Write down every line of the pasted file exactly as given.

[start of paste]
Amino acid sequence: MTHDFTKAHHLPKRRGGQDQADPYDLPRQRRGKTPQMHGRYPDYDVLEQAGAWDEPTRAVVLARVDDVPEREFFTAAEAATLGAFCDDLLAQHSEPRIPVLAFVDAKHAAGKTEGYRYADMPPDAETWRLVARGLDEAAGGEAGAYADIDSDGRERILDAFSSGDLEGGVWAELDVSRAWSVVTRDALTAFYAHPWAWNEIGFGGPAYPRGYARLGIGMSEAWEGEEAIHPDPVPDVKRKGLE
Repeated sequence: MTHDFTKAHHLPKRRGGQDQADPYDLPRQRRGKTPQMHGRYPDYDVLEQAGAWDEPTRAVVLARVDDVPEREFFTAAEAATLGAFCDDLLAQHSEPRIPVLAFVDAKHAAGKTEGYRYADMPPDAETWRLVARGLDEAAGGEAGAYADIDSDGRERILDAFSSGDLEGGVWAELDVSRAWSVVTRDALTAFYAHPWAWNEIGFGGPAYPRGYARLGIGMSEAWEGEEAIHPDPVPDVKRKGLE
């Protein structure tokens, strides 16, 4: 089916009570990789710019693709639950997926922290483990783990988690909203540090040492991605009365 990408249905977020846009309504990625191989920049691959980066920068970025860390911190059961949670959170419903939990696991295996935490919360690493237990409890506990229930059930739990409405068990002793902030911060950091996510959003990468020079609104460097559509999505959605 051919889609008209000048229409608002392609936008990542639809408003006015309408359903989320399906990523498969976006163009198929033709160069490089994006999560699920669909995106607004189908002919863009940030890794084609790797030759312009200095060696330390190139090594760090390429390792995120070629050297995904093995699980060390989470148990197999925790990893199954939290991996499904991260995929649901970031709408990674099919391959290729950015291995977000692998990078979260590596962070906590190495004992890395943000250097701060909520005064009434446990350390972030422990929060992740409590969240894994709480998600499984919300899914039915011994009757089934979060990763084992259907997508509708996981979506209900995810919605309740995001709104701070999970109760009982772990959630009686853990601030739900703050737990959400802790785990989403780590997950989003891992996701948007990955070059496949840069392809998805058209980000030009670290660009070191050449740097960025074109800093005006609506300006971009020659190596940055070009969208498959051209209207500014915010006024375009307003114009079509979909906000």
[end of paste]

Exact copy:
Amino acid sequence: MTHDFTKAHHLPKRRGGQDQADPYDLPRQRRGKTPQMHGRYPDYDVLEQAGAWDEPTRAVVLARVDDVPEREFFTAAEAATLGAFCDDLLAQHSEPRIPVLAFVDAKHAAGKTEGYRYADMPPDAETWRLVARGLDEAAGGEAGAYADIDSDGRERILDAFSSGDLEGGVWAELDVSRAWSVVTRDALTAFYAHPWAWNEIGFGGPAYPRGYARLGIGMSEAWEGEEAIHPDPVPDVKRKGLE
Repeated sequence: MTHDFTKAHHLPKRRGGQDQADPYDLPRQRRGKTPQMHGRYPDYDVLEQAGAWDEPTRAVVLARVDDVPEREFFTAAEAATLGAFCDDLLAQHSEPRIPVLAFVDAKHAAGKTEGYRYADMPPDAETWRLVARGLDEAAGGEAGAYADIDSDGRERILDAFSSGDLEGGVWAELDVSRAWSVVTRDALTAFYAHPWAWNEIGFGGPAYPRGYARLGIGMSEAWEGEEAIHPDPVPDVKRKGLE
């Protein structure tokens, strides 16, 4: 089916009570990789710019693709639950997926922290483990783990988690909203540090040492991605009365 990408249905977020846009309504990625191989920049691959980066920068970025860390911190059961949670959170419903939990696991295996935490919360690493237990409890506990229930059930739990409405068990002793902030911060950091996510959003990468020079609104460097559509999505959605 051919889609008209000048229409608002392609936008990542639809408003006015309408359903989320399906990523498969976006163009198929033709160069490089994006999560699920669909995106607004189908002919863009940030890794084609790797030759312009200095060696330390190139090594760090390429390792995120070629050297995904093995699980060390989470148990197999925790990893199954939290991996499904991260995929649901970031709408990674099919391959290729950015291995977000692998990078979260590596962070906590190495004992890395943000250097701060909520005064009434446990350390972030422990929060992740409590969240894994709480998600499984919300899914039915011994009757089934979060990763084992259907997508509708996981979506209900995810919605309740995001709104701070999970109760009982772990959630009686853990601030739900703050737990959400802790785990989403780590997950989003891992996701948007990955070059496949840069392809998805058209980000030009670290660009070191050449740097960025074109800093005006609506300006971009020659190596940055070009969208498959051209209207500014915010006024375009307003114009079509979909906000």